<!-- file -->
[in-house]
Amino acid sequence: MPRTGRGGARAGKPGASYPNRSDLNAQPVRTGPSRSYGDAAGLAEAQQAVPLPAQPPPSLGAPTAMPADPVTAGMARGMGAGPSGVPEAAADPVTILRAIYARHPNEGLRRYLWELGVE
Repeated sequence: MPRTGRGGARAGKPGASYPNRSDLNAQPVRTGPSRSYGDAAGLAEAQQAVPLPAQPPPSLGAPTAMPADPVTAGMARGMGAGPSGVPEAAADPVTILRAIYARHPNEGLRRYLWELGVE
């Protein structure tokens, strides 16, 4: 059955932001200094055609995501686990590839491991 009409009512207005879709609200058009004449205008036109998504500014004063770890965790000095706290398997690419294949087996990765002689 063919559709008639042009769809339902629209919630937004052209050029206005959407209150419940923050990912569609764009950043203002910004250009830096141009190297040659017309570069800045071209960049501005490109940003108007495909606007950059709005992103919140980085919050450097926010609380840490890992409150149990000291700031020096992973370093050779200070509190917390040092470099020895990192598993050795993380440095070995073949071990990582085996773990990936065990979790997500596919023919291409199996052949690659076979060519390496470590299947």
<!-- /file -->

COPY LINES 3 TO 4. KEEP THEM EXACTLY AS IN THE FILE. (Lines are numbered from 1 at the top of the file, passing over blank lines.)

Repeated sequence: MPRTGRGGARAGKPGASYPNRSDLNAQPVRTGPSRSYGDAAGLAEAQQAVPLPAQPPPSLGAPTAMPADPVTAGMARGMGAGPSGVPEAAADPVTILRAIYARHPNEGLRRYLWELGVE
């Protein structure tokens, strides 16, 4: 059955932001200094055609995501686990590839491991 009409009512207005879709609200058009004449205008036109998504500014004063770890965790000095706290398997690419294949087996990765002689 063919559709008639042009769809339902629209919630937004052209050029206005959407209150419940923050990912569609764009950043203002910004250009830096141009190297040659017309570069800045071209960049501005490109940003108007495909606007950059709005992103919140980085919050450097926010609380840490890992409150149990000291700031020096992973370093050779200070509190917390040092470099020895990192598993050795993380440095070995073949071990990582085996773990990936065990979790997500596919023919291409199996052949690659076979060519390496470590299947």